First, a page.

- Pour the flour into a bowl. Add the eggs, lukewarm water, oil, vinegar and a pinch of salt. Mix the ingredients with a wooden spoon to form a thin, soft dough. Turn out onto a floured work surface.
- Start processing the dough. If it is too sticky, grab a dough scraper to help. Gradually sprinkle a little flour over the dough and knead until you get a firm, slightly sticky dough.
- Form the dough into a ball, transfer to a bowl and cover with plastic wrap. Let rest in a warm place for at least 30 minutes.
- Meantime, peel the apples and remove the core. Grate the apples on a large hand grater.
- Put the sugar in a small bowl and mix it with the ground cinnamon.
- Line a baking sheet with parchment paper.
- Transfer the rested dough to a floured work surface and divide in half. Return one half to the bowl and cover with plastic wrap.
- Form the other half into a ball and roll into an oval with a rolling pin.
- Place a tea towel over your forearm and put the pre-rolled dough on top of it. Begin to gently stretch the dough on all sides. NOTE: If the dough has been well worked and rested, it should be very elastic and stretch well.
- Place the thinly stretched dough and the towel on the work surface and shape into a rectangle. Cut off the thicker edges on the outside.
- Sprinkle a tablespoon of bread crumbs over the dough. Use your hand to spread it well over the entire surface.
- Next, layer the grated apples all over the surface. If the apples are very juicy, squeeze them lightly in the palm of your hand to squeeze out some of the juice. Leave about 1 inch (2.5 cm) of space around the outside of the dough.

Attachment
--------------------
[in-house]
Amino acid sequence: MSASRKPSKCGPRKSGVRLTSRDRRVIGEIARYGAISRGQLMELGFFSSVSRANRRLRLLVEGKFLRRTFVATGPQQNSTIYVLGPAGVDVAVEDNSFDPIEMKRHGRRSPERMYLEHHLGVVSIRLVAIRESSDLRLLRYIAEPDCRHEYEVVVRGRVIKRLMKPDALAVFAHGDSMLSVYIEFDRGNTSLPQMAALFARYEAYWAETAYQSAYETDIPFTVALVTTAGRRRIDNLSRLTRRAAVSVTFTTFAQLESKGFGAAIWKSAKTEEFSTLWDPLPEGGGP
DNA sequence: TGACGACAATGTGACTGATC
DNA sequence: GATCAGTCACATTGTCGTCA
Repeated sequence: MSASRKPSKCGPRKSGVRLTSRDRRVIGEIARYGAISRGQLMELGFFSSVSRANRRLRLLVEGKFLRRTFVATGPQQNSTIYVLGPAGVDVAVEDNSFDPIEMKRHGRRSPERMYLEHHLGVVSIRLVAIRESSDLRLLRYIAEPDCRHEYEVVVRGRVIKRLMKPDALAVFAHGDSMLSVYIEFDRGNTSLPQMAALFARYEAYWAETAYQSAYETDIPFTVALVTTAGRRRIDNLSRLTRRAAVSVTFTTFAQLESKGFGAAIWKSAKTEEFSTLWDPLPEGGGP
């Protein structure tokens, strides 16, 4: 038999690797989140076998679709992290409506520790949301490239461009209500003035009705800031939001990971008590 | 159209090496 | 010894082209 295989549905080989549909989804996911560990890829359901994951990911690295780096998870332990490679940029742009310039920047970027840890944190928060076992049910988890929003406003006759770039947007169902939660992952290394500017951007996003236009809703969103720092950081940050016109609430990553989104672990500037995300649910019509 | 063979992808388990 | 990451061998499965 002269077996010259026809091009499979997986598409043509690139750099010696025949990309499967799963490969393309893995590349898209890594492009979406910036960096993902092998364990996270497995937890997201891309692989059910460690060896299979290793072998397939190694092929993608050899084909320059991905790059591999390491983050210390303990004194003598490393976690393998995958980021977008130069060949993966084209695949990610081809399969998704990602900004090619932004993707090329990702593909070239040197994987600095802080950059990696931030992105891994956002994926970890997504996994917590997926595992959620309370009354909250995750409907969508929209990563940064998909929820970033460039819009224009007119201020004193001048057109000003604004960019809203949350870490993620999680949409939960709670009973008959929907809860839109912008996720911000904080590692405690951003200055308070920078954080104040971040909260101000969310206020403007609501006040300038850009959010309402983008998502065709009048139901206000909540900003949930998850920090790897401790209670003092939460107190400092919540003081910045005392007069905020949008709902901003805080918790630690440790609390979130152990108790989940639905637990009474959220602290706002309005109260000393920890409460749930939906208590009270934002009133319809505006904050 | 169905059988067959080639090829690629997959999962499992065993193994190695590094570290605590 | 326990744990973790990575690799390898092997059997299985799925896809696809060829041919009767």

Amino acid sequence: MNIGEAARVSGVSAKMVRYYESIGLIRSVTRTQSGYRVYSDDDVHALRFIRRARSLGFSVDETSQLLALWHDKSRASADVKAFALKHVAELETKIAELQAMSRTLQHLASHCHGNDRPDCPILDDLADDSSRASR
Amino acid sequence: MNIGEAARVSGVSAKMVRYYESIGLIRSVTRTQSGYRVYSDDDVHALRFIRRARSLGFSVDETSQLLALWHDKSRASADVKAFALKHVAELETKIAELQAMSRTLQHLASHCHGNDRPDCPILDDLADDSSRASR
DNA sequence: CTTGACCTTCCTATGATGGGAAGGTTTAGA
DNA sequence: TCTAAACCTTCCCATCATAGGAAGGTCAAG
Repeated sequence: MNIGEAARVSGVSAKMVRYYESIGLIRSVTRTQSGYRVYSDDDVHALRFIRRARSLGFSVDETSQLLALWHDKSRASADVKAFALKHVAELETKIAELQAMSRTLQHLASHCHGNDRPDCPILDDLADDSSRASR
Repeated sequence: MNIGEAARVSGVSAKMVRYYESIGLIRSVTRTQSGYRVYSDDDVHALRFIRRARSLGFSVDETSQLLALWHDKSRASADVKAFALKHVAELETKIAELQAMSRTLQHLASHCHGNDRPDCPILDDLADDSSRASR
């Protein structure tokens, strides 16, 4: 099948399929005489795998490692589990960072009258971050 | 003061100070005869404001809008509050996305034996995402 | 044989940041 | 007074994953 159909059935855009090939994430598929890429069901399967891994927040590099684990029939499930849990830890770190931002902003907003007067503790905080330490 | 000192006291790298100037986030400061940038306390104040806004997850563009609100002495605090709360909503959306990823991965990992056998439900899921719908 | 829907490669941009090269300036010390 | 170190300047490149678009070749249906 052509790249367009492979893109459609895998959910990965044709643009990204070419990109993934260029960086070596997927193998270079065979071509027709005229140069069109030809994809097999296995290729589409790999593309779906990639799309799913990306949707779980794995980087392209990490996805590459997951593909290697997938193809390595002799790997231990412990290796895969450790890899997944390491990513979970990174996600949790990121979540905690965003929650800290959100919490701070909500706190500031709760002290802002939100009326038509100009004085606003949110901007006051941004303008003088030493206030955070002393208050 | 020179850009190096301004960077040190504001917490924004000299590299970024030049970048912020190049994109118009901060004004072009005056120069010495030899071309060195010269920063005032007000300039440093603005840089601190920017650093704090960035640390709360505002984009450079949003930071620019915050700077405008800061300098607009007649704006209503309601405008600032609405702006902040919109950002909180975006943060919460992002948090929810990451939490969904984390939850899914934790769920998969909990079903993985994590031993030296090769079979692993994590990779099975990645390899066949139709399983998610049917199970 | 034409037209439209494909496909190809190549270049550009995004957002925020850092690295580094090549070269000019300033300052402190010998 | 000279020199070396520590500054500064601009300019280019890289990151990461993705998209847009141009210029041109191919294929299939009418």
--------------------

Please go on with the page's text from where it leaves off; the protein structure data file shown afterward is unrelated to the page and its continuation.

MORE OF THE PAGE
- Sprinkle the apples with a mixture of sugar and ground cinnamon, about two to three tablespoons per strudel roll.
- Sprinkle evenly with raisins. Finally, drizzle with a spoonful of melted unsalted butter.
- Fold the shorter sides of the strudel over the apple mixture. Then start rolling the strudel from the longer side. Help yourself by lifting the cloth. When you roll up the strudel, the seam should end up under the roll.
- Transfer the strudel to the prepared baking sheet lined with parchment paper.
- Use the other half of the dough to make a second strudel in the same way.
- Brush all sides of the strudel with melted butter.
- Preheat oven to 400°F/200°C. Bake the strudel for 30-40 minutes, until the top turns light golden.
- Makes 2 smaller loaves of strudel.
- You can upgrade the apple filling by adding some roughly chopped walnuts.
- The strudel has a firm texture shortly after baking. Once cooled, it acquires a very soft flaky crust.
- SERVING: After the strudels have finished baking, they should be allowed to cool completely. Just before serving, dust their top with powdered sugar and cut into straight or slanted slices.
DISCLAIMER: Because I come from Central Europe, my recipes are based on metric units such as grams or milliliters. Check out how I convert metric units to the U.S. system:Conversion chart
I grew up in Western MA...very New England town. My grandparents were from the "old country " Czech/Hungarian. My mother always made her apple pie in this rolled fashion...placed in pie pan in horseshoe shape. She did not use raisins and sliced the apples thinly rather than grated. When young, i thought this was the true apple pie ( and it's still my favorite). I am pleased to try your recipe! I imagine my mom's version was a just a bit quicker version. Her crust used a stick of butter and no baking powder and is easy to work. Your recipe confirms my mom's heritage in it's similar content, thank you!
Ahoj Kristin, thank you for your lovely comment! I like very much to read memories connected to Czech food. Your note regarding the shaping of apple strudel to horseshoe form is interesting. I've already seen a few recipes presented rolled strudel "half-bent." In the region where I live (northern Bohemia), we bake only straight loaves. I would be glad if you let me know how this recipe works for you! Best wishes, Petra
Peggy Dolezal Lindquist
My Mother was Polish and my Father was Bohemian. My Bohemian Grandmother taught my Mother how to bake this strudel. She, too always made it in a horseshoe shape. She also added poppy seed. I’m now teaching my Granddaughter how to bake these ethnic dishes and we enjoy each week’s new adventure. We’ll be trying this strudel next! Thank you for the recipe!